Friday, June 24, 2011

Some English Ghost Stories part 2 (contains spoilers)

The Empty House by Algernon Blackwood (1906).
The two protagonists, Blackwood, and his elderly aunt, deliberately enter the empty house in search of ghosts. They search through each room (it is, of course dark and there are the usual candles and shadows and noises). The first encounter is a man's cough just as they step inside the front door - but the cougher is nowhere to be seen. After that there are further sightings: once the figure of a woman in the shadows, and then another time a face peers closely into Blackwoods. The most impressive part of the hauntings, however, are the noises on the floor above. The ghost goes from room to room, obviously searching. The aunt is terrified, so terrified, in fact, that her face becomes young again.

The climax to the story comes as they are ascending the stairs towards the noise. There are screams and the sound of two people hurtling down it, the one giving chase much heavier than the first. They sweep past them but their candle does not flicker. There are more screams in a downstairs room, and then the sound of someone throwing another over the stairs and that person landing on the hall floor below.

The aunt and nephew then escape through the front door, followed all the time by someone they don't dare turn around to see.

The Cigarette Case by Oliver Onions. (1911)
The story is introduced by the offer of a cigarette case. This reminds a man called Loder of something that happened in his youth. He was on holiday with a man called Carroll in Provence. There is a long lead up to the two of them going on a walk in a village. They discover an English aunt and niece walking in front of them. They talk, and are invited to the Englishwomen's house for a cigarette. They have a wonderful hour and then leave. When they tell the man they are staying with about this he denies there is such a house in the village. The next morning Loder finds he has lost his cigarette case, so the Frenchman takes them back to call at the house, but they can't find it. As a joke he shows them and old delapidated place which shares some of the features. They go in and realise it is the same place. There is no explanation.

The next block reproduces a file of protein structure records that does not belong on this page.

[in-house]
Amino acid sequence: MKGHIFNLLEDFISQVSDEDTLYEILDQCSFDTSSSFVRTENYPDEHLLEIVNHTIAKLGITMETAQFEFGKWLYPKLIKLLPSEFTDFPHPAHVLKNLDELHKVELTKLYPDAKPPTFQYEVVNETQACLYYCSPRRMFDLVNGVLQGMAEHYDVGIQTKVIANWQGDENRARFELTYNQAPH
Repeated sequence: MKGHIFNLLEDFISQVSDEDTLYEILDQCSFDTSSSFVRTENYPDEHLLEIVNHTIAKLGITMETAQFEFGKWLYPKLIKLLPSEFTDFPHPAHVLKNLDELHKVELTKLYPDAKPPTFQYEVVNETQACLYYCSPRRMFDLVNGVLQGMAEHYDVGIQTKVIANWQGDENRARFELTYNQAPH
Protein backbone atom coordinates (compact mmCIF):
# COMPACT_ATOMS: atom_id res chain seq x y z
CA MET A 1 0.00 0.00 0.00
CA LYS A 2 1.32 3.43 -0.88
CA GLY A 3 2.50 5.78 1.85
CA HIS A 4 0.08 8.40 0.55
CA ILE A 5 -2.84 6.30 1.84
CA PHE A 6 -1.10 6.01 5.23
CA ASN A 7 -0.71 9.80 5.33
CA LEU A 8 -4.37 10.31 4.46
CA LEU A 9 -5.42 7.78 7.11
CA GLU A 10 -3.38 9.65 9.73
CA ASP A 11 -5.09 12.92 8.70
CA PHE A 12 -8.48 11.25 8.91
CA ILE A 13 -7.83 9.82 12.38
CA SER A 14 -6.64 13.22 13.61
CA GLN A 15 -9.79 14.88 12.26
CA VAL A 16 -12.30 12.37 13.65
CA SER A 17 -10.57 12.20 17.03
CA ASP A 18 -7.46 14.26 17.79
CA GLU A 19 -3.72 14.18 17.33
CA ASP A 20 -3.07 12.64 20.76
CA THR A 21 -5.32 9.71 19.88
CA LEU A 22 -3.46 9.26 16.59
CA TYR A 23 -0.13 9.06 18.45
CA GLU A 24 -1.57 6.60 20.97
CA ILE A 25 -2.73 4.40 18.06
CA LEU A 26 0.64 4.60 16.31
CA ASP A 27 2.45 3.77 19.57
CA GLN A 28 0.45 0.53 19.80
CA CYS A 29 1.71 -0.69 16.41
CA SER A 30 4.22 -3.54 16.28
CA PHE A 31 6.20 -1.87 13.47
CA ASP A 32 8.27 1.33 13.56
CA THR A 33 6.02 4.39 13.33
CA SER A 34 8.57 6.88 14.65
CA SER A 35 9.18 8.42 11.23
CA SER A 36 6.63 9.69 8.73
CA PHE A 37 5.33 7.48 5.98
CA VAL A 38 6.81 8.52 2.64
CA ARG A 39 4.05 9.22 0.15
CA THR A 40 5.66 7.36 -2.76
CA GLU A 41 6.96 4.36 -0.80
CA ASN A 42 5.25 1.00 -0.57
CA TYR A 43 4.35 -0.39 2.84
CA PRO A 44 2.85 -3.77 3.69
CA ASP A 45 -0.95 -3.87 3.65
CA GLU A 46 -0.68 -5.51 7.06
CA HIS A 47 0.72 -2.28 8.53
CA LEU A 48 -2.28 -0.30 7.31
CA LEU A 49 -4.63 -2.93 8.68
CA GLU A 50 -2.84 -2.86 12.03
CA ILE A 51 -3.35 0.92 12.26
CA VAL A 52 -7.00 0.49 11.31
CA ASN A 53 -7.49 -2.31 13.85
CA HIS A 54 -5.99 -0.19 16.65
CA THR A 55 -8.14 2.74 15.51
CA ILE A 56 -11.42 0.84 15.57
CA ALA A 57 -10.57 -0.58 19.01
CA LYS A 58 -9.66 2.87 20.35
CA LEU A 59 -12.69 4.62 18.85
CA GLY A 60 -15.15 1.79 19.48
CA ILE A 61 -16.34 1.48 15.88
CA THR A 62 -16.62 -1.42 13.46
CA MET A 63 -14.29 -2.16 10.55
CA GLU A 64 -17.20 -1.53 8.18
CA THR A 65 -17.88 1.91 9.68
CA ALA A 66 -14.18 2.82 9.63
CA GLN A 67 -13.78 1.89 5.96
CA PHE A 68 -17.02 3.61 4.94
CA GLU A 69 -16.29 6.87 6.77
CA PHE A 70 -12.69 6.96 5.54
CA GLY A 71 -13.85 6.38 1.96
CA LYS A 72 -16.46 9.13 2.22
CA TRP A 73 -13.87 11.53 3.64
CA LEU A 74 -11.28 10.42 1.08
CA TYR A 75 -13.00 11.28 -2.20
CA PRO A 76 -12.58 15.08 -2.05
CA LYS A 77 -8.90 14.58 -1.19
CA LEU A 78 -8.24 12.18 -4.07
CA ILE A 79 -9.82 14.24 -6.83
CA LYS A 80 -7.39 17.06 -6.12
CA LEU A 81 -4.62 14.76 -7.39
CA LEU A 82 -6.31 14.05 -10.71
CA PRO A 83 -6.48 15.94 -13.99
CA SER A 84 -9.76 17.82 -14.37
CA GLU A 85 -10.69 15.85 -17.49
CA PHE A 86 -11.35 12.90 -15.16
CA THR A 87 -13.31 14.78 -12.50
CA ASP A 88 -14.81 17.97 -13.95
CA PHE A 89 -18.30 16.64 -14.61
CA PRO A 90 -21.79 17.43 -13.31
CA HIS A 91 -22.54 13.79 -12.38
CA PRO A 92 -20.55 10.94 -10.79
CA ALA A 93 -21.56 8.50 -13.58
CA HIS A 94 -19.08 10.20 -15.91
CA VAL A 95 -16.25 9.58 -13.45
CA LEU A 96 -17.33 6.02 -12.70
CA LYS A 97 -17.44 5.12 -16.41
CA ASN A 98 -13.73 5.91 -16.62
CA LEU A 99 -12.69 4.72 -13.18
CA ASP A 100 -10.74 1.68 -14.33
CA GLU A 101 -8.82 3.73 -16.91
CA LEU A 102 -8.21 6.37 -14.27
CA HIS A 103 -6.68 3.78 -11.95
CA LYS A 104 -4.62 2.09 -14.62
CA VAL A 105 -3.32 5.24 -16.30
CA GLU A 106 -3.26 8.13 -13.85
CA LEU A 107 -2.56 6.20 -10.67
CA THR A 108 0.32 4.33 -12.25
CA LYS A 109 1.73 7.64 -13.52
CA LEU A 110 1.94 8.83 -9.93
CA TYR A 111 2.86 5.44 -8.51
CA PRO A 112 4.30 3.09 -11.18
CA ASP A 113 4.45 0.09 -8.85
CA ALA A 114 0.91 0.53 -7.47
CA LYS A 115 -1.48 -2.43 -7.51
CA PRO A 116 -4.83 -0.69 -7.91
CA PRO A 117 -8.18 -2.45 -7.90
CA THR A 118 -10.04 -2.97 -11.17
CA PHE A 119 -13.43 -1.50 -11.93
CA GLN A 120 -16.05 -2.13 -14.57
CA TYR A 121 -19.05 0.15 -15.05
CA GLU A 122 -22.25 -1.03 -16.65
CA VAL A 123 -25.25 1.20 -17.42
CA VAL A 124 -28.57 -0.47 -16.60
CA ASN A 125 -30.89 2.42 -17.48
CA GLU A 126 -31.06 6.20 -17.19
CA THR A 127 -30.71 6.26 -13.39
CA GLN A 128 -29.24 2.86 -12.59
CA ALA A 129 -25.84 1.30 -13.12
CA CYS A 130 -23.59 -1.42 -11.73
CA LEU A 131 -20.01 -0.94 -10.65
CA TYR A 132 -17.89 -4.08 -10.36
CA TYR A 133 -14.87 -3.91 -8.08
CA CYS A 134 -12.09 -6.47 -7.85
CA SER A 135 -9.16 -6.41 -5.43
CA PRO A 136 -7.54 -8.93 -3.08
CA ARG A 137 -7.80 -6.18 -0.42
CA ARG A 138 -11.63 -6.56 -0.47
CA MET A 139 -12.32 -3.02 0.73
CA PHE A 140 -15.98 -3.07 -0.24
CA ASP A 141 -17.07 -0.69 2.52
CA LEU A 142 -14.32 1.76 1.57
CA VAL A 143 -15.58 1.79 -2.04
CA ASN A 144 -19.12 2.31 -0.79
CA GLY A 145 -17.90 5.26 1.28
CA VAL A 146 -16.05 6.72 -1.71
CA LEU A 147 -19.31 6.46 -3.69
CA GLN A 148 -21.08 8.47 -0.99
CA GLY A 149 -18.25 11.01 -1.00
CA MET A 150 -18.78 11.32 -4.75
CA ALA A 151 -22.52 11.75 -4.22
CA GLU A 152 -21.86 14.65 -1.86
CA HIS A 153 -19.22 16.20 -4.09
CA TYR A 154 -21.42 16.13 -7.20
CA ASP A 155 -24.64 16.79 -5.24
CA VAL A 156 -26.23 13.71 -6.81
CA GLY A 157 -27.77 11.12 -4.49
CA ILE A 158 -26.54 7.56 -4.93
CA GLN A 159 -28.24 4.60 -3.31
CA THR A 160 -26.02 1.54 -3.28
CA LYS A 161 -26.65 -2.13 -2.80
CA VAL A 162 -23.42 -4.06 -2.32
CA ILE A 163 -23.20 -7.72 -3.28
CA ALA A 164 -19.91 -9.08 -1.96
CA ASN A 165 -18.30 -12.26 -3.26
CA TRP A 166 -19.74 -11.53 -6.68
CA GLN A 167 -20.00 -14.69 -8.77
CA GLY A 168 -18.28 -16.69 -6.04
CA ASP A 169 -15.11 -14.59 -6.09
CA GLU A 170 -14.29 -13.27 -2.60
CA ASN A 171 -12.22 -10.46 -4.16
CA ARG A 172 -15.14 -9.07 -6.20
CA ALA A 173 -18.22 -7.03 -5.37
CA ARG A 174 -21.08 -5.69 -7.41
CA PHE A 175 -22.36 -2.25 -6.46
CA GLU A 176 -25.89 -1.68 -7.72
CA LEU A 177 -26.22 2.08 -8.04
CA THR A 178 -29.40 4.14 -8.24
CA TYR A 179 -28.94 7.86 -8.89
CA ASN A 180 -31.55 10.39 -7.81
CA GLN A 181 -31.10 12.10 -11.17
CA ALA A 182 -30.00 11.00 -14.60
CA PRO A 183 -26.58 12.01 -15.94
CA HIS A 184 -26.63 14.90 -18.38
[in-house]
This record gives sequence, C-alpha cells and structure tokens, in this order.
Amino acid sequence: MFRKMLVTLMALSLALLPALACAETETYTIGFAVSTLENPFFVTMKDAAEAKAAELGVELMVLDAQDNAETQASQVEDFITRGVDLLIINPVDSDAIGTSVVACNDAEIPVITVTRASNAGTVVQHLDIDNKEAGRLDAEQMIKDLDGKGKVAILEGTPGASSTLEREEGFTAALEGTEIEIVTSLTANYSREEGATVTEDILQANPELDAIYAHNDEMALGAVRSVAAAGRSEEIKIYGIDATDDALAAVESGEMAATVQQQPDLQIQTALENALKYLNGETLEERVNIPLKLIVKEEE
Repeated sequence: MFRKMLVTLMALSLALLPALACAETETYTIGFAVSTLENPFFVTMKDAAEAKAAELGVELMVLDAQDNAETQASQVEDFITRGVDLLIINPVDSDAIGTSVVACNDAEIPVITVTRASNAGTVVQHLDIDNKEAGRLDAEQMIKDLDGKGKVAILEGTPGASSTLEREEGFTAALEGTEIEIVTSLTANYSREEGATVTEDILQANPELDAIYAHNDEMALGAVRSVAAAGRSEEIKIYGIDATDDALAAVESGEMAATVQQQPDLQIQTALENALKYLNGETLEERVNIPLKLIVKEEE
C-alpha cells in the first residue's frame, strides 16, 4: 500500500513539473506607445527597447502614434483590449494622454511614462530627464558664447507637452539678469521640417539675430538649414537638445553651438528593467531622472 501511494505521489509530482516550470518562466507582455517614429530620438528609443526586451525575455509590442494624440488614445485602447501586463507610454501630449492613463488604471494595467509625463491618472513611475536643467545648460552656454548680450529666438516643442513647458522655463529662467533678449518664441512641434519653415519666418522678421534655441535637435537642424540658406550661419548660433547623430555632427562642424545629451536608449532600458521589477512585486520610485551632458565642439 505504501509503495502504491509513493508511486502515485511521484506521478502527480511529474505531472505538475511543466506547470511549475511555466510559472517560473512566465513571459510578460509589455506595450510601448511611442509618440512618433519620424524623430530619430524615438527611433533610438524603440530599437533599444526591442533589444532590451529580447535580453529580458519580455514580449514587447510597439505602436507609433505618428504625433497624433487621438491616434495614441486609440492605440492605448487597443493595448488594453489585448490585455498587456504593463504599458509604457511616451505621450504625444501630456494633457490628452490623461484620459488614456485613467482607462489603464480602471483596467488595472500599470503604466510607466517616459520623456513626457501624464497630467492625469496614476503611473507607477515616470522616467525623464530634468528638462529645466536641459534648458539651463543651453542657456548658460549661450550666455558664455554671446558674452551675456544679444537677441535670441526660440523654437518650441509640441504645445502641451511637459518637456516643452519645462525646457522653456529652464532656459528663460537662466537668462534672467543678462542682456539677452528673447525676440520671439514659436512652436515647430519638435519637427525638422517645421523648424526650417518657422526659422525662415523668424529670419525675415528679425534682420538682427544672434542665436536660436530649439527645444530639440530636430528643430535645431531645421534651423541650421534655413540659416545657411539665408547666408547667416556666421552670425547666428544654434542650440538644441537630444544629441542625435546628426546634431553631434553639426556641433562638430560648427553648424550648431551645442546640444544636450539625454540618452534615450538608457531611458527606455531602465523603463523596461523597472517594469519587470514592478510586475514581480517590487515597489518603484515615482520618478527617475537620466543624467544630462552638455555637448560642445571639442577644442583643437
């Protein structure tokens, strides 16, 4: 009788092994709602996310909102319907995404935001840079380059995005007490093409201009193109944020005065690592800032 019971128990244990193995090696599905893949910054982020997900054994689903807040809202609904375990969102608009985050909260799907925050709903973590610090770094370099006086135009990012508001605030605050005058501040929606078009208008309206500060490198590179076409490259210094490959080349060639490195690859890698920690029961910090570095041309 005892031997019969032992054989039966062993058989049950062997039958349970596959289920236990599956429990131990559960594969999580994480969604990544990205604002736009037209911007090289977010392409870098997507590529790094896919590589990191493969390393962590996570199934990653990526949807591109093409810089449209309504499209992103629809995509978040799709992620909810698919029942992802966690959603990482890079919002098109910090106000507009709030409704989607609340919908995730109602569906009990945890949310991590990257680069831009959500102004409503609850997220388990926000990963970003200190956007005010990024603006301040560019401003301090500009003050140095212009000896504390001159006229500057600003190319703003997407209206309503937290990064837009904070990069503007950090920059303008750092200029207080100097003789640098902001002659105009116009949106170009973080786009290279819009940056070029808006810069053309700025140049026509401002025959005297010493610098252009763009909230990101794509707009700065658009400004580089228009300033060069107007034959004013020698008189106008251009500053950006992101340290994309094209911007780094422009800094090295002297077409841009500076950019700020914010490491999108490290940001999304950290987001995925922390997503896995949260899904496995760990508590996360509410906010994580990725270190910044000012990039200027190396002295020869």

Rose Rose by Barry Pain (1911).
An artist paints a model. She leaves for the night. The next morning, knowing she is often unreliable he arrives at his studio early and leaves the door open while he fetches cigarettes and a paper. To his surprise, Rose Rose is already waiting for him. He paints for an hour and is interrupted by the feeling someone has touched the back of his neck. When he looks back to the model she is gone. He then realises that she can never have been there because the door is locked. He decides he has been working too hard, and then discovers that Rose Rose died in a motor accident the night before. He then changes character, moves studios and becomes isolated. When a friend calls on him he tells him to come back in an hour. The friend decides to leave him alone.

The final paragraph relates how he later commits suicide and leaves a blank canvass with the message 'I have finished it but I can't stand it any more.'

The Confession of Charles Linkworth by E.F. Benson (1912)
A man who murdered his mother (the lead-up to the crime is fully described, which is interesting in itself) is found guilty and hanged. He does not confess, even though he is given ample opportunity. The next day the doctor of the prison (who is not only a man of independent means but of a 'sensitive' (to the supernatural) nature) hears a phone ring faintly in his house. When he lifts the receiver he hears faint whispers. When he rings the operator and asks to be put through to the number that has just rung him, he reaches the prison and the warden answers. No one has used the phone all night. The next day, back at work, becomes aware of a presence in the suite of rooms where the man was hanged (including a hanging man, dimly lit). The warden also confirms he was aware of a presence. The doctor tells the warden to give the ghost ample opportunity to use the phone tonight. That evening the ghost, who is indeed the murderer, says he needs to speak to the chaplain. The next night, after some convincing, the chaplain speaks to the ghost on the phone, but since the chaplain still believes it is a hoax, the doctor asks the ghost to provide evidence. The ghost duly appears in front of them (suitably described). Tha chaplain, now convinced, absolves him of sin. The ghost vanishes leaving the rope on the carpet. In a nice touch, the servant, when asked to pick up the rope, cannot see it.